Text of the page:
I have had a significant number of conversations recently about cloud, and how it applies specifically to the supply chain. OK, not all that surprising, after all, along with mobility, cloud is very much at the apex of the hype cycle. Yet if one looks beyond the hype, cloud offers the potential to not only transform how supply chain organizations procure IT capabilities, but also to fundamentally change how they manage business processes. Certainly I do not wish to 'over-egg' the omelet here, or suggest that this will happen tomorrow, but it is coming -- and perhaps faster than we might appreciate.
Up to now, the conversation about cloud in the supply chain, and cloud's 'as-a-service' progeny, has tended to begin with total cost of ownership (TCO). There seems little question that for some companies, and in some cases, an 'as-a-service' application can provide a lower TCO than its on-premise alternative. Whether there are diminishing returns (driven my company size and/or number of users), I'll leave to another discussion, but suffice to say that you are remiss if you do not at least consider a cloud alternative when evaluating a system change.
Although TCO will always be important, it is my sense that the conversation about cloud in the supply chain is rapidly moving beyond just cost to also consider capabilities, and the speed with which capabilities can be made available to the supply chain. I have made the observation recently that as the 'clock speed' of business accelerates, multi-year IT implementations increasingly make no sense -- how can you possibly anticipate where your supply chain will be? Although it will be different for all companies, it does seem clear that the 'clock speed' of the business is running faster and faster for most manufacturers -- whether in the volatility of demand, requirements for shorter lead-times, or the acquisition of new capabilities -- yet the delivery of traditional IT capabilities is struggling to keep up. Software vendors have done a good job in offering quicker implementation capabilities, however, for most manufacturers, IT resource limitations quickly become a bottleneck for the supply chain. It is the view of IDC Manufacturing Insights that cloud does not need to be constrained by these limitations, and can be transformational in better aligning the 'clock speed' of business with the acquisition of IT capabilities.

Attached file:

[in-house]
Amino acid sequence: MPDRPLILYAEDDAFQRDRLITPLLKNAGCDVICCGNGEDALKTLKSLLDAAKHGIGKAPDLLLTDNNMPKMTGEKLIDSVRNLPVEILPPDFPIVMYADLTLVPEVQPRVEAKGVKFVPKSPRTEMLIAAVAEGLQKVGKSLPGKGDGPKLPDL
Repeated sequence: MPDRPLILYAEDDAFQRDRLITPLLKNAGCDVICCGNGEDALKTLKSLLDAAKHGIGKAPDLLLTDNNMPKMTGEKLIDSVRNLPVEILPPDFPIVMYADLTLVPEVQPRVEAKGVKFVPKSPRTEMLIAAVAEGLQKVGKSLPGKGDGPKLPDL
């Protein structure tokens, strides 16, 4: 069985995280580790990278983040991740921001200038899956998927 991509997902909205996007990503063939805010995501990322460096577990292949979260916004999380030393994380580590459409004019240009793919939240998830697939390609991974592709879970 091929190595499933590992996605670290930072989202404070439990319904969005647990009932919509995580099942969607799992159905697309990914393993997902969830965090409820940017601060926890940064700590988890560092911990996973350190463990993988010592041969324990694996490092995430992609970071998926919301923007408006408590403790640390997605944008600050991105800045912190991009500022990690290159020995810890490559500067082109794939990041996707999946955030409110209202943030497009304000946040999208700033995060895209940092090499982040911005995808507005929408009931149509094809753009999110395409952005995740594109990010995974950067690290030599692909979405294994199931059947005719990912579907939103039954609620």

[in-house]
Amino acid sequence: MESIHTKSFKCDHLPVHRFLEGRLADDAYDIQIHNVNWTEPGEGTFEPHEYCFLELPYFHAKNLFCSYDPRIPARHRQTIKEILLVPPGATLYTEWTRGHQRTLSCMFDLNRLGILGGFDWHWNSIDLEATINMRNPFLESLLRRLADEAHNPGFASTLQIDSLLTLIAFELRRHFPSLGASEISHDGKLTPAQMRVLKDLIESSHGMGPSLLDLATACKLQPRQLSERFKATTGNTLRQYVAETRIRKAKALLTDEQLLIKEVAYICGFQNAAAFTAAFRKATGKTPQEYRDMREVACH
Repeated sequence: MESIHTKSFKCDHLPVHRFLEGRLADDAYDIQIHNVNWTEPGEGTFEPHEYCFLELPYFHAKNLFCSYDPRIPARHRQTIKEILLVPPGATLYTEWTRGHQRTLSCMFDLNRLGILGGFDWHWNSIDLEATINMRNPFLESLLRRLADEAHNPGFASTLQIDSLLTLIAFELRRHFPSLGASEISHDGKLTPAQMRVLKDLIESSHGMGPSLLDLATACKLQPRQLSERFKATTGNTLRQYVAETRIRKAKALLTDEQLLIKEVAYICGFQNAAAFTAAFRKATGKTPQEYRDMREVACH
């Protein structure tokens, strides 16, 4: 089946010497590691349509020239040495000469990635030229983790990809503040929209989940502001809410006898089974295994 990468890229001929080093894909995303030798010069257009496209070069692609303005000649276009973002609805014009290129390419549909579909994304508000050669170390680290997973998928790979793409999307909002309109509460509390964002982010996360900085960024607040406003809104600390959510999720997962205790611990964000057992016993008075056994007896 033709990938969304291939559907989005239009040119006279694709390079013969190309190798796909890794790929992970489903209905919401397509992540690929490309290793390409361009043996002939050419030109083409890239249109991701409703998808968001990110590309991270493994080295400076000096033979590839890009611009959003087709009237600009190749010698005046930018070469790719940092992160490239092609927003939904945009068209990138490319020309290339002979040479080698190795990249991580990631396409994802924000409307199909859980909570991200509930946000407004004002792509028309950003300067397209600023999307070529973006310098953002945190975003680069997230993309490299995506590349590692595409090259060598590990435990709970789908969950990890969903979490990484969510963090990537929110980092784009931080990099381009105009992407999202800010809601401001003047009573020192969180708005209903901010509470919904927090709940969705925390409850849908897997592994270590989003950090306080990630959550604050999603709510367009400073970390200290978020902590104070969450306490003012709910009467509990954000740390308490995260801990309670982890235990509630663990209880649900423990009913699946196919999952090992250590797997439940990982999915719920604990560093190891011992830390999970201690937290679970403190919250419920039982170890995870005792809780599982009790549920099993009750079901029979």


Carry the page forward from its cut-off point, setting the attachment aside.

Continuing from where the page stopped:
And there are other potential advantages to supply chains from cloud applications that we will discuss further in subsequent research, including the ability to scale easily to business changes, lower barriers to entry for smaller partners, ease of application modernization, ease-of-use/access, and a 'single version of the truth'.
What do you think? We would love to hear you thoughts and opinions!